A baboon with the heart of a genetically modified pig has survived for over two years, the longest length of time recorded for such a procedure. Scientists used an immune-supressing drug, to prevent organ rejection, in an experiment they say could one day provide a "transformative therapeutic option" for thousands of people waiting for organ transplants.
Using organs from one species to transplant into another, known as xenotransplantation, has the potential to transform healthcare by providing organs where there is currently a huge shortage. However, a huge obstacle that must be overcome is preventing rejection. Cross-species transplants are normally rejected by the recipient.
At present, scientists are working to prevent rejection by genetically modifying the donors' genes and creating immune-supressing drugs for the recipient, the immune system sees the new organ as a foreign body and destroys the transplanted tissue. Previously, the record length for pig-baboon xenotransplantation survival was between 179 to 236 days.
In a study published in Nature Communications, researchers from the US used hearts from pigs that had been genetically modified to allow for better immune tolerance among the recipient baboons. The hearts were not transplanted into the baboons, but were connected to their circulatory system.
Paving way for human trials
The baboons were treated with a drug regime specially designed to prevent rejection. Five of the baboons that received hearts survived for as long as they were kept on the drug therapy, with a maximum of 945 days. The average survival was 245 days. After stopping the drug treatment, hearts showed normal rejection patterns.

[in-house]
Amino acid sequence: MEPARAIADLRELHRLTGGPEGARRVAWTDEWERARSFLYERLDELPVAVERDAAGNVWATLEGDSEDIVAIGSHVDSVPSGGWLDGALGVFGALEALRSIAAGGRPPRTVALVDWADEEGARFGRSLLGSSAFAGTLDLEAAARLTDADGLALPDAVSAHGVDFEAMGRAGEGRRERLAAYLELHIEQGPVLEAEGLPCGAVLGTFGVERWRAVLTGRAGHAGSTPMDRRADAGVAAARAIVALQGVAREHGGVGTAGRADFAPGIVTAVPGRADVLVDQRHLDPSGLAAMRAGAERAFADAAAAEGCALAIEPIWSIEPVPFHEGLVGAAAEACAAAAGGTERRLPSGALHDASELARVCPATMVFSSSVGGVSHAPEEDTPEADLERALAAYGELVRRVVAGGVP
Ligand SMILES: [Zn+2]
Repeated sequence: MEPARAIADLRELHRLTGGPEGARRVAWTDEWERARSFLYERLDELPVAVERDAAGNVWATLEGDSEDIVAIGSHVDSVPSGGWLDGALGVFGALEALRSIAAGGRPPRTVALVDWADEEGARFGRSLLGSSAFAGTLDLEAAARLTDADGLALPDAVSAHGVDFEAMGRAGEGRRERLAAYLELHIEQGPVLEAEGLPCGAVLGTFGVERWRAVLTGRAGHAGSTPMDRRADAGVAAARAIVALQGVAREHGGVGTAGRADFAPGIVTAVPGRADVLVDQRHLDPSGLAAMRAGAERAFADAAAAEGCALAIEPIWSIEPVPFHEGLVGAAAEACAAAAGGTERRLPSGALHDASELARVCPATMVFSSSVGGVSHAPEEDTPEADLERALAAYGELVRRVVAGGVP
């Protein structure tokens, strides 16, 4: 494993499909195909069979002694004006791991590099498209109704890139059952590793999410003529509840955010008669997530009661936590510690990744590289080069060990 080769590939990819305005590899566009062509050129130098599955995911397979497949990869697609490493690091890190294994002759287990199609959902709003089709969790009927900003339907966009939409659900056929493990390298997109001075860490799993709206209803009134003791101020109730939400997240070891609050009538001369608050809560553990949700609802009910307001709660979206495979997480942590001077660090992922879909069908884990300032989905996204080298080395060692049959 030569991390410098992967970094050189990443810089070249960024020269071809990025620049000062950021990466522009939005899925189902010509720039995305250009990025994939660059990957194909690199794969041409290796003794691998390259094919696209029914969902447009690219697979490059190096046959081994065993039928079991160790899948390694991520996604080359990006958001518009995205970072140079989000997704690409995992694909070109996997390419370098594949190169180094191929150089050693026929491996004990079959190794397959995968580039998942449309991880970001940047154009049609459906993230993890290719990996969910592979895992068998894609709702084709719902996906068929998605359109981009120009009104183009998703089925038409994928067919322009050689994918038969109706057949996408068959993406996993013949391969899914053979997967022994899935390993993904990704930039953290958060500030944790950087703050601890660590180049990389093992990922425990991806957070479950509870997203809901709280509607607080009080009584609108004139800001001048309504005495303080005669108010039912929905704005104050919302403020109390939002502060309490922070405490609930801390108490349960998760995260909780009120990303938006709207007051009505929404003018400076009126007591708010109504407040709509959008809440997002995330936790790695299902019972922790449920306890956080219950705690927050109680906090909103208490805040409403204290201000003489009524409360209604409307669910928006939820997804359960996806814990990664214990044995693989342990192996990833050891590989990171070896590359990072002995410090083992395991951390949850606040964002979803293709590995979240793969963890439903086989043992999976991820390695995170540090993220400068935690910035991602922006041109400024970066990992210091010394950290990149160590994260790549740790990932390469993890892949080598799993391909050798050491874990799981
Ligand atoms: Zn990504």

Researchers conclude that genetic modifications, combined with their drug regime, consistently prevents rejection, "sustaining long-term cardiac xenograft survival beyond 900 days".
Further improvements to the method will be required to achieve consistent performance of the transplanted hearts and more studies will be needed to confirm the current findings. If successful, the results could pave the way for clinical trials in humans, possibly those suffering end-stage organ failure.
"The approaches described here could help translate xenotransplantation of the heart and other organs into a potentially transformative therapeutic option for the thousands of transplant candidates who may benefit from the timely availability of a porcine organ," they wrote.
Corresponding author Muhammad Mohiuddin told IBTimes UK: "Our next step is to replace a baboon heart with the pig heart to see if it can sustain life. We have started these experiments already and if we get results close to what we achieved so far then we will progress to human clinical trials. I anticipate we will figure this out within next few years."